Hometown: Canton, OH

About Me: The Black hair care industry is huge but most of the products marketed towards Black women are filled with mediocre and even harsh ingredients. Growing up as a Black girl I was expected to use harsh chemical relaxers to straighten my naturally curly hair in order to fit a societal standard of beauty that does not usually come naturally with Black women. When I decided to wear my hair naturally curly and stop using chemical relaxers, I could not find products for my hair type with ingredients that I understood.
I created Gazella to address the fact that there are unique hair textures and that people deserve a product that will work best for their hair. Additionally, people should know more about the ingredients that are being marketed to us and the benefits of using truly natural oils above synthetic ones.

Venture Description: Gazella is a system where the user can select all-natural ingredients to put into their own customized hair and/or skin care products. With Gazella, I strive to make more truly natural products available as well as educate others on the benefits of natural ingredients over the harmful ingredients in products that are on store shelves.

Amory Bennet – Podia

Concentration/Year: Political Science ‘16

Hometown: Brookline, MA

About Me: I'm a Junior at Brown studying political science. I like this idea enough to pursue it in part because I only get to hear from a small subset of the smart, interesting people around me. I think Podia, as a tool for question-sharing, will be an easy and productive way of getting exposure to more voices on campus (especially the less vocal ones).

Venture Description: Hand raising is an inefficient way of facilitating Q&A in courses and speaker events. The students who get airtime in this system are not necessarily the most thoughtful or insightful—often they’re just the bravest or the loudest. Podia is a mobile app for sharing questions and selecting them by vote, instead of bravery. The goal is not to replace hand raising, but to compliment it in a way that will make courses and events more engaging for more people.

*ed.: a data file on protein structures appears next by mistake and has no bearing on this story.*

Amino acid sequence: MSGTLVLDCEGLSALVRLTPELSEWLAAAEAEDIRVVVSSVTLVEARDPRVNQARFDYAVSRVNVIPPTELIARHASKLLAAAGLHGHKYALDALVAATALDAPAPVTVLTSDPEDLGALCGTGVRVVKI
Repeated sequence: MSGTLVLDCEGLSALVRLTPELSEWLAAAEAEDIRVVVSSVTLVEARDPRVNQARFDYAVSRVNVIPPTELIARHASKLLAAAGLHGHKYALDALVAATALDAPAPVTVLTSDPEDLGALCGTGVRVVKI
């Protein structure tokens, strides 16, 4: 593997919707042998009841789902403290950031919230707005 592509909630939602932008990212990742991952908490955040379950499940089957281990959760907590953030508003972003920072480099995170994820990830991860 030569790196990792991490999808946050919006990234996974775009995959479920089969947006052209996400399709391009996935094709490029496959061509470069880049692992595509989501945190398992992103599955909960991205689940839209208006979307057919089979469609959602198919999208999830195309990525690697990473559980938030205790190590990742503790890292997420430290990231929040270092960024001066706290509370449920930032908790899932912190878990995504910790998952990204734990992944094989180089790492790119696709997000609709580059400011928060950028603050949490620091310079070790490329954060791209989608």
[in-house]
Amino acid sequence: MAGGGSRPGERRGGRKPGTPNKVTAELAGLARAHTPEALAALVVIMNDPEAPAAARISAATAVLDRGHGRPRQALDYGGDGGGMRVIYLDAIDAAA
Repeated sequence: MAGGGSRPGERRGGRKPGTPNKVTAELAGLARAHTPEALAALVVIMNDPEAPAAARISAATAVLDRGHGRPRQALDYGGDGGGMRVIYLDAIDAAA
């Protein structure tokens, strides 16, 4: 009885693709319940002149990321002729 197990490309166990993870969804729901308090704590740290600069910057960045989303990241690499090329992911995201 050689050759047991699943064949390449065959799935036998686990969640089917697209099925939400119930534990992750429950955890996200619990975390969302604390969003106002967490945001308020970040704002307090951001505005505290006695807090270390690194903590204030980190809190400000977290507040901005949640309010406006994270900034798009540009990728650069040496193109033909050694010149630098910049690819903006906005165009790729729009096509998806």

Tristan Paine – Electric Propulsion for Aviation

Concentration/Year: Mechanical Engineering ‘15.5

Hometown: Barrington, RI

About Me: My interest in aviation was sparked as a child building, flying, and crashing remote controlled airplanes. I pursued my interest in electric flight through college by studying engineering and working for companies such as Tesla Motors and SpaceX. I'm hoping to leverage these experiences to adapt electric vehicle technology for the aerospace industry. When I'm not trapped in Barus & Holley you can usually find me wandering around outside.

Venture Description: My project focuses on finding sustainable alternatives to jet propulsion. Much like the ongoing shift to electric mobility in the automotive industry, stricter emissions regulations and volatile fuel prices will soon drive aviation away from fossil fuel based propulsion. I'm exploring the feasibility of using electric propulsion for high speed, long-range aircraft.